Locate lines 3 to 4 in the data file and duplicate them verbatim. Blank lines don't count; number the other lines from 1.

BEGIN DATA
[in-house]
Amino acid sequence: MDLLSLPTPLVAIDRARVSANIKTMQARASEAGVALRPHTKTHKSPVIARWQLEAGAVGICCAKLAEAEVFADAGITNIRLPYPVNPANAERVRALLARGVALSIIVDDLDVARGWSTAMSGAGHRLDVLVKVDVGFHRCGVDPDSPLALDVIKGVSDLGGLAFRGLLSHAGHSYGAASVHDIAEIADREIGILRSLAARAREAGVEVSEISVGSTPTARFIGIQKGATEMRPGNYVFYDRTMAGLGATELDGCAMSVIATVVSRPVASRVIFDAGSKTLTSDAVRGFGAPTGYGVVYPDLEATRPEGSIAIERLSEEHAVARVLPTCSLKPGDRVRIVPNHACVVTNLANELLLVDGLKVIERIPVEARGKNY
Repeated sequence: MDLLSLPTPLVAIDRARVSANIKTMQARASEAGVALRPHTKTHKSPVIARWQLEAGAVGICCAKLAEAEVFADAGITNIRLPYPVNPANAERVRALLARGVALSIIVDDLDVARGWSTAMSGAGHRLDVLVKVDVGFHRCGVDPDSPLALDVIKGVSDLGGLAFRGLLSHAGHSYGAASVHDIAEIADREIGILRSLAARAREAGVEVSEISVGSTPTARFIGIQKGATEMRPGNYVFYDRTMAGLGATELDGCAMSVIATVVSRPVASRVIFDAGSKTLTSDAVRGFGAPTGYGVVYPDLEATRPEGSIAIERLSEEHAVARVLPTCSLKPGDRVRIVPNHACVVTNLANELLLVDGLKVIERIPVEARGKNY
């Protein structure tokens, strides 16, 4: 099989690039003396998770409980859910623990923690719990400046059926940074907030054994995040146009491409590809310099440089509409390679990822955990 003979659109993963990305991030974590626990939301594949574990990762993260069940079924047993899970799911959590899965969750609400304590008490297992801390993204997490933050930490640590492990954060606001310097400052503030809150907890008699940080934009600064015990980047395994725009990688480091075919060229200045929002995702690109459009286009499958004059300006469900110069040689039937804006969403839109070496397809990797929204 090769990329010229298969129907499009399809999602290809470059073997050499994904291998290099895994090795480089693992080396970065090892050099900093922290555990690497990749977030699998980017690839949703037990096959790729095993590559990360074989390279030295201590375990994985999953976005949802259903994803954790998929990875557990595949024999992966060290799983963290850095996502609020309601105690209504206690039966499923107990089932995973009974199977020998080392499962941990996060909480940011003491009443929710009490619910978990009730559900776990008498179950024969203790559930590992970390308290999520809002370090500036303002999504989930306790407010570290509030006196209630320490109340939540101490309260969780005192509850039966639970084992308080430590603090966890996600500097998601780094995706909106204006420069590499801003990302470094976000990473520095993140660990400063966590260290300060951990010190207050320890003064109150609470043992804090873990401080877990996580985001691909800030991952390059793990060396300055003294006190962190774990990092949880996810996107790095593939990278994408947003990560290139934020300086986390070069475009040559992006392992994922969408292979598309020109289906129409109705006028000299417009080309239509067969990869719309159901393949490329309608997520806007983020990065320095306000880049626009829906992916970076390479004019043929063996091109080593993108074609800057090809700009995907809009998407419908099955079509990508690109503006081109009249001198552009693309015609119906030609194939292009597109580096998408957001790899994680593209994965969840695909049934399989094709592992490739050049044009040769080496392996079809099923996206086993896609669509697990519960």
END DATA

Repeated sequence: MDLLSLPTPLVAIDRARVSANIKTMQARASEAGVALRPHTKTHKSPVIARWQLEAGAVGICCAKLAEAEVFADAGITNIRLPYPVNPANAERVRALLARGVALSIIVDDLDVARGWSTAMSGAGHRLDVLVKVDVGFHRCGVDPDSPLALDVIKGVSDLGGLAFRGLLSHAGHSYGAASVHDIAEIADREIGILRSLAARAREAGVEVSEISVGSTPTARFIGIQKGATEMRPGNYVFYDRTMAGLGATELDGCAMSVIATVVSRPVASRVIFDAGSKTLTSDAVRGFGAPTGYGVVYPDLEATRPEGSIAIERLSEEHAVARVLPTCSLKPGDRVRIVPNHACVVTNLANELLLVDGLKVIERIPVEARGKNY
């Protein structure tokens, strides 16, 4: 099989690039003396998770409980859910623990923690719990400046059926940074907030054994995040146009491409590809310099440089509409390679990822955990 003979659109993963990305991030974590626990939301594949574990990762993260069940079924047993899970799911959590899965969750609400304590008490297992801390993204997490933050930490640590492990954060606001310097400052503030809150907890008699940080934009600064015990980047395994725009990688480091075919060229200045929002995702690109459009286009499958004059300006469900110069040689039937804006969403839109070496397809990797929204 090769990329010229298969129907499009399809999602290809470059073997050499994904291998290099895994090795480089693992080396970065090892050099900093922290555990690497990749977030699998980017690839949703037990096959790729095993590559990360074989390279030295201590375990994985999953976005949802259903994803954790998929990875557990595949024999992966060290799983963290850095996502609020309601105690209504206690039966499923107990089932995973009974199977020998080392499962941990996060909480940011003491009443929710009490619910978990009730559900776990008498179950024969203790559930590992970390308290999520809002370090500036303002999504989930306790407010570290509030006196209630320490109340939540101490309260969780005192509850039966639970084992308080430590603090966890996600500097998601780094995706909106204006420069590499801003990302470094976000990473520095993140660990400063966590260290300060951990010190207050320890003064109150609470043992804090873990401080877990996580985001691909800030991952390059793990060396300055003294006190962190774990990092949880996810996107790095593939990278994408947003990560290139934020300086986390070069475009040559992006392992994922969408292979598309020109289906129409109705006028000299417009080309239509067969990869719309159901393949490329309608997520806007983020990065320095306000880049626009829906992916970076390479004019043929063996091109080593993108074609800057090809700009995907809009998407419908099955079509990508690109503006081109009249001198552009693309015609119906030609194939292009597109580096998408957001790899994680593209994965969840695909049934399989094709592992490739050049044009040769080496392996079809099923996206086993896609669509697990519960």